On screen 11, highlight “ripped from the pages” and hit “enter”. This presents a featurette called Genesis of the Bat. It fills 14 minutes and 50 seconds with remarks from Nolan, Goyer, DC Comics president and publisher Paul Levitz, DC Comics editor Bob Schreck, comics writer Denny O’Neil, Wildstorm artist and editorial director Jim Lee, and DC VP/executive editor Dan Didio. We hear about what the writers wanted to do with the comics’ history, collaborating with DC and influences, the roots of some characters, and changes over the years. This doesn’t attempt a full history of the Batman comics. Instead, it prefers to focus on the effects the comics had on the movie, which makes it pretty tight. It’s not one of the better featurettes on this DVD, but it gets into matters with reasonable effectiveness.

As you might expect, The Tumbler focuses on the new Batmobile. The 13-minute and 35-second piece offers details from Nolan, Bale, Pfister, Oldman, Crowley, Goyer, Corbould, Jennings, special effects workshop supervisor Andrew Smith, stunt performers George Cottle, George Peters and Dean Bailey, and actor Katie Holmes. We find information about the reimagining of the vehicle and how they made it. The program goes over initial considerations and their development into reality. We also see tests and shooting the vehicle. I must admit I’m not wild about the Tumbler, but at least I can better appreciate its design via this show’s nice exploration of its look and build.

For the final featurette, Saving Gotham City lasts 12 minutes and 55 seconds. It gives us comments from Nolan, Corbould, Holmes, Jennings, Reeves, Pfister, Lawrence, miniature unit supervisor Steve Begg, sequence lead – Double Negative Matthew Twyford, and visual effects supervisor Janek Sirrs. “City” focuses entirely on the movie’s climatic sequence. (That means you’ll want to skip this if you’ve not already seen the film, but really, who’d be dopey enough to examine the extras for a movie they’ve never seen?). We get information about the practical and computer effects used to execute the end scene and all its components. These also include stunts and photographic elements. As always, the program gives us a solid exploration of its topics and proves quite useful.

You’ll get to an Art Gallery if you click “down” from “Genesis” to highlight “A Jungian archetype come to life”. This breaks into three areas. “US” shows nine American ad pieces, while “International” offers 14 promo pieces used in other areas. “Explorations” presents 40 ad ideas that weren’t utilized. It’s the most interesting of the three areas, but I like all of them.

Strewn throughout the various screens, you’ll find Confidential Files. These text elements provide notes about Batman’s hardware – including the Tumbler, his cape and suit, and his utility belt – as well as friends and foes. To access them, simply look for connected words in the comic book text. For instance, if you see “Rachel”, that’ll take you to her biography. You can find the other components attached to the ones you choose. These offer nice details about the various elements.

By the way, if the presentation of these components annoys you, simply skip ahead to the final screen. It offers an icon that lets you see an index of all the various features.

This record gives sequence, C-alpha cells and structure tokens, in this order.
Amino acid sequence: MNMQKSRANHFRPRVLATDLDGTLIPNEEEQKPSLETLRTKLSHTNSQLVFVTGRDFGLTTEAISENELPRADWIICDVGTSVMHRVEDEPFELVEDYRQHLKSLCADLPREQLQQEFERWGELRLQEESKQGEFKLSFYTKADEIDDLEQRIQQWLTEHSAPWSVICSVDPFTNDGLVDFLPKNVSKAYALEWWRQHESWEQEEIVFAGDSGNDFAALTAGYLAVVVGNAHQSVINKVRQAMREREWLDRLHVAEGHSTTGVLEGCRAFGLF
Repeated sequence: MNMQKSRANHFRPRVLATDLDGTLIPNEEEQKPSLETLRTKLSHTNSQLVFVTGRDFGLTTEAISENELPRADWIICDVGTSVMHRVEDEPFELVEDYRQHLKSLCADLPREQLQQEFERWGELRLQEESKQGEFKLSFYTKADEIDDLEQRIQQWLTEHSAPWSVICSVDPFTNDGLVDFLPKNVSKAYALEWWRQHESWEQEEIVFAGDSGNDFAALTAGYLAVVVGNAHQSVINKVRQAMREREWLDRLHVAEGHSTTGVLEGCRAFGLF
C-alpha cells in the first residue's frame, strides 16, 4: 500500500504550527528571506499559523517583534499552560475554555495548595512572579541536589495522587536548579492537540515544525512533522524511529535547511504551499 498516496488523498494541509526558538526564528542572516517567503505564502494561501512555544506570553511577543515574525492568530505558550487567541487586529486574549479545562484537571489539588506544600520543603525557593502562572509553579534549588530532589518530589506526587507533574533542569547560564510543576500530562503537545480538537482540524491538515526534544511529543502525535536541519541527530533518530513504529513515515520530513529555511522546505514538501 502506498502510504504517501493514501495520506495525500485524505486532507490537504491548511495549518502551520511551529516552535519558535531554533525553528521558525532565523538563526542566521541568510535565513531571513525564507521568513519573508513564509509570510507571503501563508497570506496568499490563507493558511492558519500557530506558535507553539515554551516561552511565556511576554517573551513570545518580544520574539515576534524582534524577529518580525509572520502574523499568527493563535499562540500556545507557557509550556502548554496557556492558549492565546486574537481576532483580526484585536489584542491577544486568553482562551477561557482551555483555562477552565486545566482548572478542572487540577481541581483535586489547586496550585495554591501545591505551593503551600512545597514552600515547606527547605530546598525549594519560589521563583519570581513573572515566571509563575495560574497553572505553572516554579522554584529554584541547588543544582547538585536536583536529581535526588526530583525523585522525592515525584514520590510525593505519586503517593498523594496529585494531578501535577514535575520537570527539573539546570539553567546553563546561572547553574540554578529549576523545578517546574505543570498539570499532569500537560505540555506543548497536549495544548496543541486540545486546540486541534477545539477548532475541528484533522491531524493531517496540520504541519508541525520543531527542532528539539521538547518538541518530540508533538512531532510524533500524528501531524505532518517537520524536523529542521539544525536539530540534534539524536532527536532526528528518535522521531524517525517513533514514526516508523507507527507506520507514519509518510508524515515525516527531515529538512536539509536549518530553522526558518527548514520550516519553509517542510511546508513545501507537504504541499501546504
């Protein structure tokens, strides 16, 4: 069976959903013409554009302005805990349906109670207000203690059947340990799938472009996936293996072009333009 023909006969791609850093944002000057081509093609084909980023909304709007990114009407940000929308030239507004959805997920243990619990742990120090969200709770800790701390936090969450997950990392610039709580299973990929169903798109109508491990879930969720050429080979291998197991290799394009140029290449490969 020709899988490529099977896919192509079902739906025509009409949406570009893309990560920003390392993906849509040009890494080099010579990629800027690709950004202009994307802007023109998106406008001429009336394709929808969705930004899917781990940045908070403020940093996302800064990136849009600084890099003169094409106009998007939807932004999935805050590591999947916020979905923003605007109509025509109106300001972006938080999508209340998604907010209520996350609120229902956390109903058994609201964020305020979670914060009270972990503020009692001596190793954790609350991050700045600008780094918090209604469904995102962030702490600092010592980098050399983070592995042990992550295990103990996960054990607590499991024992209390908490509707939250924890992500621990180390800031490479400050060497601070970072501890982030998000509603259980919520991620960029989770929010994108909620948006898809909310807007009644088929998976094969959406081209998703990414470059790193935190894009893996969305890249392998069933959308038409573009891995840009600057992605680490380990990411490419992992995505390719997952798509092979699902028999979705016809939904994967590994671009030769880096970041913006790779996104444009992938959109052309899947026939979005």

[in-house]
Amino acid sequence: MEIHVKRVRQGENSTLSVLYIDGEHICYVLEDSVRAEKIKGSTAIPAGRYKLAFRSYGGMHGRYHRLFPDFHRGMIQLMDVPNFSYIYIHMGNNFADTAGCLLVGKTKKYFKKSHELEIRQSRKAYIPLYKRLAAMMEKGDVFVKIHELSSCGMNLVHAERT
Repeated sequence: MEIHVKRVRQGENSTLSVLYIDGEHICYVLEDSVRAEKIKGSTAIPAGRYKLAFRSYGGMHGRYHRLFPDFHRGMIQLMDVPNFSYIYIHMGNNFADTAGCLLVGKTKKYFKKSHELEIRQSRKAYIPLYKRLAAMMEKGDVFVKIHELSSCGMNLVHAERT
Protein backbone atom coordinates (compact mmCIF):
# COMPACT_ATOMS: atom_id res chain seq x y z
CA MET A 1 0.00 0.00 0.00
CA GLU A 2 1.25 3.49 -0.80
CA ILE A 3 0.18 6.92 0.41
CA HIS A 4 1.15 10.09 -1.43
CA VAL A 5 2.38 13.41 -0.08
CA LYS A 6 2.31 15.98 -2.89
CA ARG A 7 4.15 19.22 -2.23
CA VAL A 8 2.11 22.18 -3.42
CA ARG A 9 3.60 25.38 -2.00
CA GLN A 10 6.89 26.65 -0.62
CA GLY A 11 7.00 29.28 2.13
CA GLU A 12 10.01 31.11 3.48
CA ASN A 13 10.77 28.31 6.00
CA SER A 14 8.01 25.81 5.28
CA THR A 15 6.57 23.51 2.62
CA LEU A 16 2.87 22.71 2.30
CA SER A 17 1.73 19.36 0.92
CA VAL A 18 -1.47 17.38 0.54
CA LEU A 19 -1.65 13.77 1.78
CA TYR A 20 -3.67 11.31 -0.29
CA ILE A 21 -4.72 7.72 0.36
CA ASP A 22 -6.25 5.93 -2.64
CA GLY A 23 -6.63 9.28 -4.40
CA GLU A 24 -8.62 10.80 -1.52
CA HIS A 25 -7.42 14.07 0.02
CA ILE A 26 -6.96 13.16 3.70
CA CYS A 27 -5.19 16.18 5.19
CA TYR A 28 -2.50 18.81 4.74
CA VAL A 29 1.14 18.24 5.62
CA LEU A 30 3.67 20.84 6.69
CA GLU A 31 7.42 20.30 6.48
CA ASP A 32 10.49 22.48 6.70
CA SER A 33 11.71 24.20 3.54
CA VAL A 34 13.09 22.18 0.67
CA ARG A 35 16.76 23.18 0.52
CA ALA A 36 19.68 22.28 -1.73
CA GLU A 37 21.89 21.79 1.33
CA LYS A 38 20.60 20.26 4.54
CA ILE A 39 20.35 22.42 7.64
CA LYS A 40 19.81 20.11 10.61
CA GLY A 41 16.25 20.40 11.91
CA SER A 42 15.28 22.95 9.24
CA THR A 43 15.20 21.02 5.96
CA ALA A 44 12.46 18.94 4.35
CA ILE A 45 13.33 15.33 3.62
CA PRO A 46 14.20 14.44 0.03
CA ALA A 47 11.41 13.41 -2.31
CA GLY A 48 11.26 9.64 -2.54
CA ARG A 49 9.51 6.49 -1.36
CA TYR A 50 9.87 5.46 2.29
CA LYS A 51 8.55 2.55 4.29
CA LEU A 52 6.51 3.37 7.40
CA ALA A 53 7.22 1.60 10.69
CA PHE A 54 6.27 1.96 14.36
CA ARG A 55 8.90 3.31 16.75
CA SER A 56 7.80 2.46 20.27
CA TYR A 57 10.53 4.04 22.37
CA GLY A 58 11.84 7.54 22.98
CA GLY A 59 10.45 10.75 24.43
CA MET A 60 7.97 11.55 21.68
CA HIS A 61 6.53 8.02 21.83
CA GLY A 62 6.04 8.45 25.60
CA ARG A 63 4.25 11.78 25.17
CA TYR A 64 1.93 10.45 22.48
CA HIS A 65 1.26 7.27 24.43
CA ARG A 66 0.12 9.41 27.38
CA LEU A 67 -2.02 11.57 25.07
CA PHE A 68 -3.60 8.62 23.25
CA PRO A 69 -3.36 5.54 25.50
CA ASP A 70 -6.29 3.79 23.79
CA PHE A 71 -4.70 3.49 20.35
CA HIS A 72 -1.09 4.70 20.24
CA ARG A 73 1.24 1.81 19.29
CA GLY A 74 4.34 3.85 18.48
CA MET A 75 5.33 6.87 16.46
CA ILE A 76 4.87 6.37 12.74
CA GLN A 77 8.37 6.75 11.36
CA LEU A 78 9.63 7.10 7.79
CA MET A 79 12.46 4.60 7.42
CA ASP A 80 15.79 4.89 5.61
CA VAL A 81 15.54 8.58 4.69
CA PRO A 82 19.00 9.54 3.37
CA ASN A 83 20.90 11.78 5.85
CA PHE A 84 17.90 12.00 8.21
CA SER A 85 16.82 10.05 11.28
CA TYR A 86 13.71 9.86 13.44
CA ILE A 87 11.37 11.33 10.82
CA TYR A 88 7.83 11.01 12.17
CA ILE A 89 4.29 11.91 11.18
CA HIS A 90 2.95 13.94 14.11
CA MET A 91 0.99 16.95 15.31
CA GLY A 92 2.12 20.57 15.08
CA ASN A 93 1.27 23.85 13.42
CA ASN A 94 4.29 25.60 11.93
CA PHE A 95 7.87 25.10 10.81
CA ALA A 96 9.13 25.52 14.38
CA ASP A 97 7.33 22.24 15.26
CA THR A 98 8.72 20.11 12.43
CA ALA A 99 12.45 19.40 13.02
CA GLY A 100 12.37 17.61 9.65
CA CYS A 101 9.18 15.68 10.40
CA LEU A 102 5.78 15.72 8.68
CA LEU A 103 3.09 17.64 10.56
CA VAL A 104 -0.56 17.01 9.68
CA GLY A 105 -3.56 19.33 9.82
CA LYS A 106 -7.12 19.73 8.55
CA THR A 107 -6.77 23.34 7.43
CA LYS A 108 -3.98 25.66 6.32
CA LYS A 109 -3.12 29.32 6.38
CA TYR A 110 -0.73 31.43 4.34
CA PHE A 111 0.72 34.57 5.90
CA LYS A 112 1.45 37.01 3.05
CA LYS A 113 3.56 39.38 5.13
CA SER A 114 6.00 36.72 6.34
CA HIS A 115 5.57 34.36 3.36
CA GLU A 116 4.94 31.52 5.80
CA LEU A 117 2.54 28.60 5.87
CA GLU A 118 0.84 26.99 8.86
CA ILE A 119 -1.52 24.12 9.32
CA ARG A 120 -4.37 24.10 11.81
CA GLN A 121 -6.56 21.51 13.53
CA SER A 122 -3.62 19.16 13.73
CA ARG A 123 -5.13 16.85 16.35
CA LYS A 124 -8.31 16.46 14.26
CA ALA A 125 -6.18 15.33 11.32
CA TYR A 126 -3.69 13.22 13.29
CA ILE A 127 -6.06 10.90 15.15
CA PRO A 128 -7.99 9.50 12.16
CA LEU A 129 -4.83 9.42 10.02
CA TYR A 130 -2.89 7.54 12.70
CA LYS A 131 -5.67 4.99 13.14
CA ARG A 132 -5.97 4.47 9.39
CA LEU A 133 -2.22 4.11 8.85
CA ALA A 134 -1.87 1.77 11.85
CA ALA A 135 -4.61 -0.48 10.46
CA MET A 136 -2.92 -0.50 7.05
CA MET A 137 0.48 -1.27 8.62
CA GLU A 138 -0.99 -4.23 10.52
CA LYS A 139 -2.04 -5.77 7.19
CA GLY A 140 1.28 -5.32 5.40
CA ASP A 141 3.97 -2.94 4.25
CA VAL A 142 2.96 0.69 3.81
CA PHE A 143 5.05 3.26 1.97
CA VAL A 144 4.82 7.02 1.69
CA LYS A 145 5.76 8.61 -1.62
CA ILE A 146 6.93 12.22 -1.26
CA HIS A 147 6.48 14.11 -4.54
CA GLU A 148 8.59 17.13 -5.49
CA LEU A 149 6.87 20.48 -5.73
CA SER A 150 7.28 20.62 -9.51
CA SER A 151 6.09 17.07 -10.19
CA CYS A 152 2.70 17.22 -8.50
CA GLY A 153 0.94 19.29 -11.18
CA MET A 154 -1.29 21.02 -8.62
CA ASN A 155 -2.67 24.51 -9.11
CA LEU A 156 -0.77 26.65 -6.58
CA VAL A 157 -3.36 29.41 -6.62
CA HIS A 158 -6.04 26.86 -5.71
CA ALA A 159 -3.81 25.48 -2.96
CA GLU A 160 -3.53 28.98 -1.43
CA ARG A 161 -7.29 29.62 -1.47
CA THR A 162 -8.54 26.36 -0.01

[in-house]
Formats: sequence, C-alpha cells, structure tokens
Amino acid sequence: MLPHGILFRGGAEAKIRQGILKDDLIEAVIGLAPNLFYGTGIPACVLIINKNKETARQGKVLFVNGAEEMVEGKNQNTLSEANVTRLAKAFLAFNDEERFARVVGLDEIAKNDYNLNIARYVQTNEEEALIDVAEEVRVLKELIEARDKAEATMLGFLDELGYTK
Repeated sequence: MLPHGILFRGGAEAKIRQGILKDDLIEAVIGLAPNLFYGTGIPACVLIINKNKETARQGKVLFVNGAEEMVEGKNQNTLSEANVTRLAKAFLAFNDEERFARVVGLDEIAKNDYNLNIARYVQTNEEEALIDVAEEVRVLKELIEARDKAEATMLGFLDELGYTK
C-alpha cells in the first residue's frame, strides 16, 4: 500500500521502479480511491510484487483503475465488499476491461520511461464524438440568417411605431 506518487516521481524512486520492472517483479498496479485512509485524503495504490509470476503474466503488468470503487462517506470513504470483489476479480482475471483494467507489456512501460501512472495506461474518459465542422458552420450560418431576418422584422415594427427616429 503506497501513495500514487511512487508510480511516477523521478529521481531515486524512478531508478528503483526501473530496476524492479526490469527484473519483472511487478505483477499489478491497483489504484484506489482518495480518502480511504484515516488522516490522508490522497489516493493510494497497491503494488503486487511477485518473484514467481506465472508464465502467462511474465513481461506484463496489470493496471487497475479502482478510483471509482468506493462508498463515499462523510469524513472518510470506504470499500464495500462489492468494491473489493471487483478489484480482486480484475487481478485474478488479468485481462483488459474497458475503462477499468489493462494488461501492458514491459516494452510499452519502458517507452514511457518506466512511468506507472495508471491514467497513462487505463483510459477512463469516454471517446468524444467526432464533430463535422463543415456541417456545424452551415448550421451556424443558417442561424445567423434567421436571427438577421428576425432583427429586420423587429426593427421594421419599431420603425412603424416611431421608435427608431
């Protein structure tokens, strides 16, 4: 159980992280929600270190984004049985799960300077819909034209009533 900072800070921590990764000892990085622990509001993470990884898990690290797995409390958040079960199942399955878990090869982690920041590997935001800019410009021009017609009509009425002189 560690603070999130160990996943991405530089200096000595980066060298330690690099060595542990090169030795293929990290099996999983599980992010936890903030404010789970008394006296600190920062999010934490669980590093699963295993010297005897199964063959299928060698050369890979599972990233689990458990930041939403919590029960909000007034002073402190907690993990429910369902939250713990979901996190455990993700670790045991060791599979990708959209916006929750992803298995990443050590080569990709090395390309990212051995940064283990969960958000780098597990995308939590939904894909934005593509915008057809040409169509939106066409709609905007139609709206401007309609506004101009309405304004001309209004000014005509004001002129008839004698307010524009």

The disc also presents some not-too-hidden Easter Eggs. On the second screen, there’s only one icon available. Press “enter” to see a 113-second clip with co-writer Goyer. He gives us fun anecdotes about research and secrecy for the movie.

From the fourth menu screen, do the same thing. (You won’t see an obvious icon, but just press “down” and hit “enter”.) This opens a 61-second piece with visual effects supervisor Paul Franklin. He shows us a concept clip that contrasts Bale as Batman with a digital Dark Knight.

The third egg appears on the seventh screen. Go “left” from “Tumbler” to access two minutes, 25 seconds of test footage for the car, the cape and stunt concepts.

Finally, a non-disc-based component arrives. We get a collectible 72-page comic. This piece includes three separate stories. We find the original “Bat-Man” story from 1939’s issue 27 of Detective Comics as well as 1989’s “The Man Who Falls” and 1996’s “The Long Halloween”. The relevance of “The Bat-Man” is obvious. The other two appear because they were big influences on the screenwriters. This compilation comes with high-quality reproduction and offers a nice bonus.

Ask me in five years where Batman Begins ranks among the other flicks. Right now I still prefer the two Tim Burton efforts, but I may feel differently a few years down the road. Begins starts a little slowly, but it quickly picks up steam and stands as a very strong effort overall. The DVD offers very good picture along with excellent audio and a nice collection of extras. The absence of an audio commentary or deleted scenes disappoints, but at least the featurettes give us a positive view of the production.

I strongly recommend Batman Begins as both a movie and a DVD. This is a fine package for a terrific movie that will undoubtedly offer lots of replay value. Warner Bros. produced two versions of the DVD, though, so the question becomes which one to get.

This shouldn’t be much of a dilemma. The single-disc Begins retails for a mere $2 less than this Deluxe Edition. That makes it a no-brainer. Unless you don’t care at all about extras and can find the movie-only release for a substantially lower price, definitely go for this satisfying Deluxe Edition.

Viewer Film Ratings: 4.4552 Stars Number of Votes: 134